What’s in a “Milk-Feed Ratio – A Peek at the Future”?
On Jan. 31, USDA published its Livestock, Dairy and Poultry Situation and Outlook Report. Lots of numbers and one of particular interest. The Milk-Feed Price ratio for January as stated as 3.63. If you have attended any of my OSU Extension dairy programs, and where paying attention, you may recall that I will generally report and comment on this number.
In this column I am going to take you up close to this number and show you how it can be used to gain insight into what may be down the road.
Defining terms. First, let’s discuss the number. The milk-feed ratio, or mfr for short, is defined as the number of pounds of 16 percent mixed dairy feed equal in value to one pound of whole milk.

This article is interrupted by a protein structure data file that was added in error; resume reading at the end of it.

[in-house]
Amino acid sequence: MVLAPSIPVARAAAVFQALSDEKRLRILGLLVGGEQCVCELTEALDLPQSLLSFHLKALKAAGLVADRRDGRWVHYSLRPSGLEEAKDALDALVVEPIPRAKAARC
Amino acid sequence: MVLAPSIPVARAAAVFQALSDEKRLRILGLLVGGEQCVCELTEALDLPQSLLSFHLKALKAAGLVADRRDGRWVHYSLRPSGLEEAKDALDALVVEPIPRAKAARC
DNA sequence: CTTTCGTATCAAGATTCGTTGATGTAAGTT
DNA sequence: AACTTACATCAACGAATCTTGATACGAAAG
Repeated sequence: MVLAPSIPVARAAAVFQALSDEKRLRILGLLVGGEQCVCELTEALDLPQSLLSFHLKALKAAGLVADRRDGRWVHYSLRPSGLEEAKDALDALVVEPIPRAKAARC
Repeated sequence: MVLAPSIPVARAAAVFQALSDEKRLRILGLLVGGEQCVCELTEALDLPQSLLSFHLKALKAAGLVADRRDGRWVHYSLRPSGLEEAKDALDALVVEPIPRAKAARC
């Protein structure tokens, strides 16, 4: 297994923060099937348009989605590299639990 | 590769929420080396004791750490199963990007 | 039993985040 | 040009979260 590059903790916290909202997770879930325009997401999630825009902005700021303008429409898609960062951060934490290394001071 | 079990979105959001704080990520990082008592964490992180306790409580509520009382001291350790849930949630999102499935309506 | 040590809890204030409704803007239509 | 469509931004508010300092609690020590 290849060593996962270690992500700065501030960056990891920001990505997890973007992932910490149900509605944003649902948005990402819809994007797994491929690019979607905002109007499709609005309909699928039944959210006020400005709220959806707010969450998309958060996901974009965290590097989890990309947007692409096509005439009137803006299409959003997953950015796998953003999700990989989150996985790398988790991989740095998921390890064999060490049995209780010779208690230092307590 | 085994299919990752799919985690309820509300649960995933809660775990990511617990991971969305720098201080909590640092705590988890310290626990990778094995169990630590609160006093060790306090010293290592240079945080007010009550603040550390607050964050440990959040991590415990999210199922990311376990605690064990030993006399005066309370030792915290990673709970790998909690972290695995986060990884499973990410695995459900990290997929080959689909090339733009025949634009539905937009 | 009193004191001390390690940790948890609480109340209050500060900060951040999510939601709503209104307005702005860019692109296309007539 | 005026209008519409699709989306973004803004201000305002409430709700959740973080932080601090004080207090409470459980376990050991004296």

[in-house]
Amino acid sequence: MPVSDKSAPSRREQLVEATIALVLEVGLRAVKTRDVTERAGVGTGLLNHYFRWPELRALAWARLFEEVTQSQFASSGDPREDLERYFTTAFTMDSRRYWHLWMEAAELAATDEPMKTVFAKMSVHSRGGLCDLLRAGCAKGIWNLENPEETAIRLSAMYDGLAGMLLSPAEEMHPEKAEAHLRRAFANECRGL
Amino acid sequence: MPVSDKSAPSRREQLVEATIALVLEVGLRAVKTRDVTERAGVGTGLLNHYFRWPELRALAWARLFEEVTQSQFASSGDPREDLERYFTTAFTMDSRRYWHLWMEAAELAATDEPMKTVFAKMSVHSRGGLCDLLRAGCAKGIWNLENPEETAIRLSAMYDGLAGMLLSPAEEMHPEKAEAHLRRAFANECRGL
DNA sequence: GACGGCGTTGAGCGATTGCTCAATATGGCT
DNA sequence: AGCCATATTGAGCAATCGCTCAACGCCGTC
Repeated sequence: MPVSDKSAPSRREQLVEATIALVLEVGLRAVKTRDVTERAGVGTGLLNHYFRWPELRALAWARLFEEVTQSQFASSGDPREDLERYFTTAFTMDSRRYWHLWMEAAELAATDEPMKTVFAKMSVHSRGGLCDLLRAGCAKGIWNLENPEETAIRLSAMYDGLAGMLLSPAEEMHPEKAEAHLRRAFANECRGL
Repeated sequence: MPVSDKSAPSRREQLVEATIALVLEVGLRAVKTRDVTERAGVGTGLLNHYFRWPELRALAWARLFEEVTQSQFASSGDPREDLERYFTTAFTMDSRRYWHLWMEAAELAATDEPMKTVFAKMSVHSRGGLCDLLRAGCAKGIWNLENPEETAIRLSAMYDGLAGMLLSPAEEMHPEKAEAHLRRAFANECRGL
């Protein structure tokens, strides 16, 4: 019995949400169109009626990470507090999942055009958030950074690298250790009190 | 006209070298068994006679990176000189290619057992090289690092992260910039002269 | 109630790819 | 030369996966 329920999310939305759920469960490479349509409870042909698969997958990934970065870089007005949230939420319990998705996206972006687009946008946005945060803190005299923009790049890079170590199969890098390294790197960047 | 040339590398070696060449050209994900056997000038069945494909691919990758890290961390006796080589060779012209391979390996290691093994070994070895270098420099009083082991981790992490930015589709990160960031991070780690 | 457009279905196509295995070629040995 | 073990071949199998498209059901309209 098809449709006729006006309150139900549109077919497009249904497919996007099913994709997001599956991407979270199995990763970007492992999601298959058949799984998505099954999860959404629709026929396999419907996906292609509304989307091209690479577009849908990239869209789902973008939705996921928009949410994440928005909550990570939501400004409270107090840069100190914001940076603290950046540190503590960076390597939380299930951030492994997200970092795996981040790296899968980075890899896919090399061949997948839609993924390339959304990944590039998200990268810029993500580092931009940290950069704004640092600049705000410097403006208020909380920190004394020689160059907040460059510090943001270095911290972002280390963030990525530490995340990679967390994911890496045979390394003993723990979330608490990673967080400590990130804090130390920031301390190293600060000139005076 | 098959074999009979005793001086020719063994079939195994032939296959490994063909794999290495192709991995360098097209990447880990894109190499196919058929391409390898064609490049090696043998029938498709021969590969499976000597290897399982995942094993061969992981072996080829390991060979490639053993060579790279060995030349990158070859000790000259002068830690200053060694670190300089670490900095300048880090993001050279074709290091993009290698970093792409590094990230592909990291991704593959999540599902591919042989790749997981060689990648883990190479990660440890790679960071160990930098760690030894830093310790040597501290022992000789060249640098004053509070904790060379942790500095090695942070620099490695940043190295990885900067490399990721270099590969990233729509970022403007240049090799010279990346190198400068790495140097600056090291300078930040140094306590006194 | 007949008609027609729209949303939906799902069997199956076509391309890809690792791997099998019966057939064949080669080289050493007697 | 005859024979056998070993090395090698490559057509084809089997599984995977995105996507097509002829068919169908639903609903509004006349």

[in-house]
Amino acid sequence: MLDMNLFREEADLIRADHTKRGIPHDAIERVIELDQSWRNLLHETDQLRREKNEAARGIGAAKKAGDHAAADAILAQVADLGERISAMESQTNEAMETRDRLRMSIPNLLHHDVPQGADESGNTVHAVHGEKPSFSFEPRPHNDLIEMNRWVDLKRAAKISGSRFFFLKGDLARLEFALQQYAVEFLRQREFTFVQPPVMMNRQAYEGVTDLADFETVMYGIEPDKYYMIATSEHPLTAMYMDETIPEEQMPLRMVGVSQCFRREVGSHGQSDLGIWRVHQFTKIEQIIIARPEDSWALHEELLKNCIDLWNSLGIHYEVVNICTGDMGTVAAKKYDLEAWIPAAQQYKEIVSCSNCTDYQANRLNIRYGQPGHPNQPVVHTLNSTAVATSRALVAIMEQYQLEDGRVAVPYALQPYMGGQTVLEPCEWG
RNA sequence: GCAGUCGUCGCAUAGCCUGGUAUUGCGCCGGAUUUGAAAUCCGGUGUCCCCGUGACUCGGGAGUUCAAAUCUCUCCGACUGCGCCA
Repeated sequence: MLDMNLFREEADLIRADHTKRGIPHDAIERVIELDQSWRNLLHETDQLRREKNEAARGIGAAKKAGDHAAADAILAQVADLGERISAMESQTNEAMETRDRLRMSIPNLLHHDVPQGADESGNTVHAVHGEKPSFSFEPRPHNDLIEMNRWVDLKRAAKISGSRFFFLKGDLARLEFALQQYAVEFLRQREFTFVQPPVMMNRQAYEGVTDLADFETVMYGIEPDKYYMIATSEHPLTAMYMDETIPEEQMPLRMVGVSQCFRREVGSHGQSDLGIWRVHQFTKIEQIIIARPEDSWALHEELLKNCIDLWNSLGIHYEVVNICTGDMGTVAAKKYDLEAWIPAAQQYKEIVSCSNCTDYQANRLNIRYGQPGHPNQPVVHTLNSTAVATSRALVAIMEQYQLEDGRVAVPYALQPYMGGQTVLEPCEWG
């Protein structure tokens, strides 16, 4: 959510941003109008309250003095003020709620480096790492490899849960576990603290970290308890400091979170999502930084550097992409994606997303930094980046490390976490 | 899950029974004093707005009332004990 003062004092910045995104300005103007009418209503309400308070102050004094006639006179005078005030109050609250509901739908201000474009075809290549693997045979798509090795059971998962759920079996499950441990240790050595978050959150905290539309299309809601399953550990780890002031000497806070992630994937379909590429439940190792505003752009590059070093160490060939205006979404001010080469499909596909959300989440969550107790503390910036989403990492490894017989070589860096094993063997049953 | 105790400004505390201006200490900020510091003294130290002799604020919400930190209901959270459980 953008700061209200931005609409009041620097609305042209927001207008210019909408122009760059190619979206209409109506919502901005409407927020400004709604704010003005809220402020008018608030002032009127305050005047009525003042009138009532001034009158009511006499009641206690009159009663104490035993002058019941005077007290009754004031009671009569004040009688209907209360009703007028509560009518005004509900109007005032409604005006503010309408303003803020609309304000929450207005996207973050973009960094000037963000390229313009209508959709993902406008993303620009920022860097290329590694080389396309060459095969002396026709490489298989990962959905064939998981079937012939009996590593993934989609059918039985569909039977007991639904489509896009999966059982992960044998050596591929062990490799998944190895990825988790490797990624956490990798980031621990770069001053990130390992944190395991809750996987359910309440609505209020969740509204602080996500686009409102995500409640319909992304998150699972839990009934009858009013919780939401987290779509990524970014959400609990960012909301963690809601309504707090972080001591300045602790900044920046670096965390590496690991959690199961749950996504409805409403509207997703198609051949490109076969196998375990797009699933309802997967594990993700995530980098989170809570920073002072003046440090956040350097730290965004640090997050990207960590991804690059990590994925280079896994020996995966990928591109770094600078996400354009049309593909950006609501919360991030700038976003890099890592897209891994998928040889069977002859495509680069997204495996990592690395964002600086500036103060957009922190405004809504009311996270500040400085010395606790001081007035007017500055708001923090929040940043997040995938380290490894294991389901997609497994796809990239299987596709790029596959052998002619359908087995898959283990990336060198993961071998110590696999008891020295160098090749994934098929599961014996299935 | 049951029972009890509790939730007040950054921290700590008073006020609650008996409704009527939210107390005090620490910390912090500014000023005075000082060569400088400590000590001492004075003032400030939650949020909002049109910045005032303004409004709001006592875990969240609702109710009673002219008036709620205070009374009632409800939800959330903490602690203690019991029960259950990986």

The idea is that if you produce one pound of milk, you can use that income to purchase the mfr pounds of dairy feed. For January 2005, the mfr of 3.63 tells you that one pound of milk will pay for 3.63 pounds of feed. Or as viewed in an equivalent manner, the mfr is just the ratio of the current U.S. All Milk price divided by the calculated cost of a standard dairy ration of 16 percent protein.
The USDA uses estimated U.S. average values for corn, soybean, and baled alfalfa hay as the base ingredients to construct the ration. The numbers for January are corn
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